Have you ever witnessed an active volcano in person? I mean, stood at the edge of the caldera and looked downward into the abyss? My wife and I did exactly that yesterday.
You see, we are on vacation (albeit a working vacation) on the Big Island of Hawai’i and decided to make the trip up to the top of Kilauea to catch a glimpse of the action for ourselves.
We felt a little anxiety while driving up the mountain and seeing signs such as, “entering fault zone” and “watch for cracks in road”. It didn’t help that it was stormy, dark, and eerie, despite being 4 o’clock in the afternoon.
But you know what? The anxiety we felt was immediately erased when we arrived at the edge of the caldera. Despite the plumes of smoke and steam billowing into the air before us, we felt a calm — a sense of wonder — in what we were watching, right before our eyes.
Despite the occasional eruptions and other scary stuff, Kilauea is admired and appreciated by many (just ask the locals). She may have her moments, but she and her sisters have created these beautiful islands. And we love that about her because we love it here! In fact, we plan to return to another viewpoint in a few days to catch a glimpse of the lava fountain.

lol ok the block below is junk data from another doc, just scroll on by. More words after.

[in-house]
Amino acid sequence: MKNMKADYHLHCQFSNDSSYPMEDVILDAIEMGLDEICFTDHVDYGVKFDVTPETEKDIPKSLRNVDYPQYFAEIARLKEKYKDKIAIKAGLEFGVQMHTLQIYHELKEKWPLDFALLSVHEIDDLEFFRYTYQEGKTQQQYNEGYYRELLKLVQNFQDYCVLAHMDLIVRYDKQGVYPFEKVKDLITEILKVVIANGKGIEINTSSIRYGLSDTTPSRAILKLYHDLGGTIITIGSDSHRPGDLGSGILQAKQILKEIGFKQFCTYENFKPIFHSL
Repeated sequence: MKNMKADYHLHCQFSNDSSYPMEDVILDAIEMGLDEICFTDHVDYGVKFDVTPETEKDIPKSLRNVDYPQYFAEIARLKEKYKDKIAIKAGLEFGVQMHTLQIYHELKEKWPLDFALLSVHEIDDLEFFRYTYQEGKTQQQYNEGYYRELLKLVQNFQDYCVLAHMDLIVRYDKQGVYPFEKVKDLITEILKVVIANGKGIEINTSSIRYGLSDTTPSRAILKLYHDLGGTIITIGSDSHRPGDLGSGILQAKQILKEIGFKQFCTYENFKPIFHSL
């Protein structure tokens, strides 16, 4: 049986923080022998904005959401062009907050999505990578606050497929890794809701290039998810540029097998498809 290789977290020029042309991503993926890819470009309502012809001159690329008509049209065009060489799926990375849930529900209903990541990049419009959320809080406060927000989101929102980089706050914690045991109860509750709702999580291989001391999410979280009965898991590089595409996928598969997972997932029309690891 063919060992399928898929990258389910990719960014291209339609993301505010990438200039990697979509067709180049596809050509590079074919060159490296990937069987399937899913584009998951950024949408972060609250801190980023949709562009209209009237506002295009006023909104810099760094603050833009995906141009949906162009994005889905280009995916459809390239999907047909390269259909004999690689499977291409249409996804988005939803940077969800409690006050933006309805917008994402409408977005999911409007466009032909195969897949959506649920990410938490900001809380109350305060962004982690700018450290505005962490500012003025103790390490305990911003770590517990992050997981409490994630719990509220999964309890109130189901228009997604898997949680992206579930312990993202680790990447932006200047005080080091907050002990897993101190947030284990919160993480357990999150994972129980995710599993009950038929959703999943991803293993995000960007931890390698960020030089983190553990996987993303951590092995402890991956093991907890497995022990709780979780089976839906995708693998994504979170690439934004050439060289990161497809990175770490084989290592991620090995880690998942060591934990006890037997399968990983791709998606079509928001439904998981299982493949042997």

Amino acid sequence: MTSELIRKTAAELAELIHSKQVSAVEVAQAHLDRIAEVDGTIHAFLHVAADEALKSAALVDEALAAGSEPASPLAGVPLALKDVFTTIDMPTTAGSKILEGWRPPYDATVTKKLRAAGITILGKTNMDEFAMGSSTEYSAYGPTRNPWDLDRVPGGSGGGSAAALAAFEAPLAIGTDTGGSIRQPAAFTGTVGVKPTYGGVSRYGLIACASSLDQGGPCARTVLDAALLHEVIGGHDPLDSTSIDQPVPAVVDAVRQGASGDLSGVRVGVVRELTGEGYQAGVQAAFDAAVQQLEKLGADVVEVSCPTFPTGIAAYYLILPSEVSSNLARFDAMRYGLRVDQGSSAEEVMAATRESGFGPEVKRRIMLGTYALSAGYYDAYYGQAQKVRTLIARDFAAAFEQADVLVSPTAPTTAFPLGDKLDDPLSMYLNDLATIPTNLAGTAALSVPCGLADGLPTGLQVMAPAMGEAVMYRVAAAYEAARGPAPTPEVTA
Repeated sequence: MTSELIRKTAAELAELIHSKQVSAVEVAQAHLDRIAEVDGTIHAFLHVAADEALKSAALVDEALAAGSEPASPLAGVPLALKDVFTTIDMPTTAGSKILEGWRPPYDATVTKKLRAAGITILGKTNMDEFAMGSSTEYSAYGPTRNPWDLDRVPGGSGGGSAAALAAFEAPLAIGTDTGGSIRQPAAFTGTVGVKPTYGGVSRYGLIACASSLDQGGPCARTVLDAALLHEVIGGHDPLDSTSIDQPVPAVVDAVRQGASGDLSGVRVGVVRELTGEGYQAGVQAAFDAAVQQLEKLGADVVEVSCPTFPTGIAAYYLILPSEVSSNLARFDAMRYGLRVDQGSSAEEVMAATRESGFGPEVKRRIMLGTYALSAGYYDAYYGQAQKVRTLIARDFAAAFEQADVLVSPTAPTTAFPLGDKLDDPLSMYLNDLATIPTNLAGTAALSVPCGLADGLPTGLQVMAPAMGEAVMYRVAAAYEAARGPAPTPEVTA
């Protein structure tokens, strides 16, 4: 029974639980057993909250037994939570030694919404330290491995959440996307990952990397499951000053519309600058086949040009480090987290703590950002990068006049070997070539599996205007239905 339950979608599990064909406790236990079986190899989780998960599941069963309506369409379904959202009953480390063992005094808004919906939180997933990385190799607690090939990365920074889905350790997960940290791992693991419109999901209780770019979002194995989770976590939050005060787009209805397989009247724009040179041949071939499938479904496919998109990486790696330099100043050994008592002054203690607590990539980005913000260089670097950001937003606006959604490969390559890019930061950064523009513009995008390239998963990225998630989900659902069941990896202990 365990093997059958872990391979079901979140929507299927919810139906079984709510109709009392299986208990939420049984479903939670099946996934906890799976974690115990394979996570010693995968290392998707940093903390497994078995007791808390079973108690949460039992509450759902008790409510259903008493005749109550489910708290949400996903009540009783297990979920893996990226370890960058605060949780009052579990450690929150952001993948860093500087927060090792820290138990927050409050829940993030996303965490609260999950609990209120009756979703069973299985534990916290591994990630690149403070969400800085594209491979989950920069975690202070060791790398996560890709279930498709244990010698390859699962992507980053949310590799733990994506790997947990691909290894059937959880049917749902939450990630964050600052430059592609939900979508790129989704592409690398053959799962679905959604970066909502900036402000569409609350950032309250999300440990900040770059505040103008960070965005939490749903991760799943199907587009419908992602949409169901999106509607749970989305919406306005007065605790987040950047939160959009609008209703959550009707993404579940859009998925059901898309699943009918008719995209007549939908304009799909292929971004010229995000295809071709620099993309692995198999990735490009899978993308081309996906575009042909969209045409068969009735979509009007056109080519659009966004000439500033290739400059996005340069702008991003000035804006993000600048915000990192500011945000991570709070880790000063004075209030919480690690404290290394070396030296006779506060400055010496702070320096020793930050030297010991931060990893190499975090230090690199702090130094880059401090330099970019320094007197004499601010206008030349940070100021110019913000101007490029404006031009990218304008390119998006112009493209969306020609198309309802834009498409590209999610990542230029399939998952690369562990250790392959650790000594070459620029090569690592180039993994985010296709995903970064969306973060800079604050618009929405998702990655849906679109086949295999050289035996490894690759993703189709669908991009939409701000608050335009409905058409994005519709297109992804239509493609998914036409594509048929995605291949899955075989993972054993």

By now, you’ve probably expected me to turn this story into a metaphor for the SurveyorConnect mission to provide a common ground for surveyors everywhere despite the occasional “eruptions”. But no, I’m not going to stoop to that level. 😉
My wife started a thread here if you’d like to follow along and see some cool photos of the Big Island. Note: You’ll need to be logged in to your SurveyorConnect account to view this thread.
“This year has found me several times in the company of bees, lots of bees, hundreds of bees and thousands of bees. For land surveyors, interactions eventually bring us face to face with nature in unexpected ways. This is an aspect of the profession that brings joy to my life and occasionally fear, and sometimes it might make me run.”
Down to Earth, a surveying reality series, heads into the woods of North Carolina to compare traditional and drone surveying methods on a 15-acre design survey for a development project. In these 4 informative episodes, Allen Geomatics, a land surveying, and consulting firm located in Advance, NC, utilizes a 3 man crew to collect their ground shots and survey the site while Robert Chrismon, PLS, takes a different approach high in the sky with Drone LiDAR.
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